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Gene. 2009 Mar 15;433(1-2):26-31. doi: 10.1016/j.gene.2008.12.004. Epub 2008 Dec 14.

Relationships between replication timing and GC content of cancer-related genes on human chromosomes 11q and 21q.

Author information

1
Department of Laboratory Medicine, Hamamatsu University School of Medicine, Higashi-ku, Hamamatsu, Japan.

Abstract

The human genome is composed of large-scale compartmentalized structures, including long G+C% (GC%) mosaic structures and replication-timing zones, which are related to chromosome band zones. Previously, we measured replication timing along the entire lengths of human chromosomes 11q and 21q at the sequence level, and it was suggested that the transition regions of replication timing from early to late S-phase coincided with "unstable" regions of the genome associated with increased DNA damage. In the present study, we measured replication timing of 15 known oncogenes and tumor suppressor genes on human chromosomes 11q and 21q using two human cell lines (THP-1 and Jurkat). We found unusual relationships between replication timing and the GC content of the genomic regions in which these cancer-related genes were located. Many of these genes showed similar replication timing between the two cell lines, and the majority replicated intermediately between early and late in both cell lines. On the other hand, more than half of these genes were located at very GC-rich (50-55 GC%) regions. In addition, we analyzed the exact relationships between early/late-switch regions of replication timing where cancer-related genes were located, and GC% transitions in and around five R/G-chromosomal band boundaries (each ca. 4 Mb) by using newly designed PCR primer sets. We found that the majority of cancer-related genes including oncogenes were located in GC-rich isochores close to GC% transitions within early/late-switch regions of replication timing, many of which replicated intermediately between the early and late S-phase. Unusual relationships between replication timing and GC content of the genomic regions in which cancer-related genes were located may be related to the molecular mechanisms of genomic instability associated with increased DNA damage.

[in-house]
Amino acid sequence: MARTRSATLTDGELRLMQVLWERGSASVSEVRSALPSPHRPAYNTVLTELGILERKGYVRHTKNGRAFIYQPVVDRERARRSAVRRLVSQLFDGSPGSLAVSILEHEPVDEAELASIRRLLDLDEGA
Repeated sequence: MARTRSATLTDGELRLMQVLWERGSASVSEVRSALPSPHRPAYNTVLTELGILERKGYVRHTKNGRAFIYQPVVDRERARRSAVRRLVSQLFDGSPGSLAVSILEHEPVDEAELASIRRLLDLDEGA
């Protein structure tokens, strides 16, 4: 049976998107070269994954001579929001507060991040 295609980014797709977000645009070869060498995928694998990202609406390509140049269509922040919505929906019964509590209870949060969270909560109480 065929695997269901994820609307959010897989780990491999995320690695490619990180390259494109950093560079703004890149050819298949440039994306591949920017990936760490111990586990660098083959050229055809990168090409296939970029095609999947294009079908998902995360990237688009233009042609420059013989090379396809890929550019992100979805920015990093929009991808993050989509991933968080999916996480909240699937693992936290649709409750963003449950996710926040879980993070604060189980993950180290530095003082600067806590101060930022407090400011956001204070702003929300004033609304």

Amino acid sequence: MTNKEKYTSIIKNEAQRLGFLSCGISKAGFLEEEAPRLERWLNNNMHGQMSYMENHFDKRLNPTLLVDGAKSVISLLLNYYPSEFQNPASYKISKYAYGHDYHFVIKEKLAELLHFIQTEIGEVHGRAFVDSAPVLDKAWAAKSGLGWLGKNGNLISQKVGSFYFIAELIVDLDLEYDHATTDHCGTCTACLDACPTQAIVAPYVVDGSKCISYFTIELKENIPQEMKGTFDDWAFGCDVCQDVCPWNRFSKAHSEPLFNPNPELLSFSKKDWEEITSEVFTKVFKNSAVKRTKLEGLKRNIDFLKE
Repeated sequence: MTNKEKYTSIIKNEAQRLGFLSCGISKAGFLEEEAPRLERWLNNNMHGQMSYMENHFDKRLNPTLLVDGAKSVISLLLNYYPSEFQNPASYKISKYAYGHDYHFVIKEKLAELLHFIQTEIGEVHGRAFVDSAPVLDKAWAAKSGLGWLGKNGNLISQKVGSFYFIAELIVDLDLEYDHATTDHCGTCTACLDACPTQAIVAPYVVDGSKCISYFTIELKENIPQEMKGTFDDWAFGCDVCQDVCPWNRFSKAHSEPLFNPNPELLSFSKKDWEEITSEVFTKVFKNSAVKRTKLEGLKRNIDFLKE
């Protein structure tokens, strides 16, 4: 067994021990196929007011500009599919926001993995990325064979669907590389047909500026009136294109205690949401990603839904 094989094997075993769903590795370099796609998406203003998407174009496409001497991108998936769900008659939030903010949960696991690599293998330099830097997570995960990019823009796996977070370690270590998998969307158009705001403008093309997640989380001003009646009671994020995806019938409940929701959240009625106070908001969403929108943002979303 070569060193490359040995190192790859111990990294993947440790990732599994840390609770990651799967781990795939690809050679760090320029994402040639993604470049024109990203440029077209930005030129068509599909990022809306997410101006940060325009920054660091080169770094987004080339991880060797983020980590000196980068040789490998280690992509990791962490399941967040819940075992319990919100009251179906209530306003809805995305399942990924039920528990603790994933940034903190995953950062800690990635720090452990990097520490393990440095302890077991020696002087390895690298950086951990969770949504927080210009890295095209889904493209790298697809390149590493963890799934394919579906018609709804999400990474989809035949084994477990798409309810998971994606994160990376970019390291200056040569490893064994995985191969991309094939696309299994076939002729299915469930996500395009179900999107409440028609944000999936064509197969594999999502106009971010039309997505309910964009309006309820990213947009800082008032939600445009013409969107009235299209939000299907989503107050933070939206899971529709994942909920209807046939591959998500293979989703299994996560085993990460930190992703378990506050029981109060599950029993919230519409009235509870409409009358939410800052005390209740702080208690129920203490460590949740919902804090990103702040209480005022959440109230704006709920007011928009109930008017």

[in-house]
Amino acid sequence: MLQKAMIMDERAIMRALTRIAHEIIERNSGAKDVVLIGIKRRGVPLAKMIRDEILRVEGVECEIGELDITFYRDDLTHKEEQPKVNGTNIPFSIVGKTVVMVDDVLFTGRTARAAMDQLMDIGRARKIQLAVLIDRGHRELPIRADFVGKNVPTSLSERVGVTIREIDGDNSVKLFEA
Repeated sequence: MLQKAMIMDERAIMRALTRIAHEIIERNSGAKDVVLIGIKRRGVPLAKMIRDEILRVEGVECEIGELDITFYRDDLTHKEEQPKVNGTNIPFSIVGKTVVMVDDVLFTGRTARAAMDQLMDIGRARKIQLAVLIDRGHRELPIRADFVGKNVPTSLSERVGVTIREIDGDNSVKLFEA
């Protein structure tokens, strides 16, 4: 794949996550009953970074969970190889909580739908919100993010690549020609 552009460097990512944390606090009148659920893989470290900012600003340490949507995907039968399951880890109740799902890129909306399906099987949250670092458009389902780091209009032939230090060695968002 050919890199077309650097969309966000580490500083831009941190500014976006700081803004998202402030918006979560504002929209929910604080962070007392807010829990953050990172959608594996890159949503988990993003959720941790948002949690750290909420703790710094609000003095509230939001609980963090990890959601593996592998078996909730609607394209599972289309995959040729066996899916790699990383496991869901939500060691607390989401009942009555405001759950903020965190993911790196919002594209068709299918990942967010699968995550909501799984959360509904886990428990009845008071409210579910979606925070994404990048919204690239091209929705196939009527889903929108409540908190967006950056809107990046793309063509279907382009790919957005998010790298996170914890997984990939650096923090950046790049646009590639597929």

PMID:
19124063
DOI:
10.1016/j.gene.2008.12.004
[Indexed for MEDLINE]

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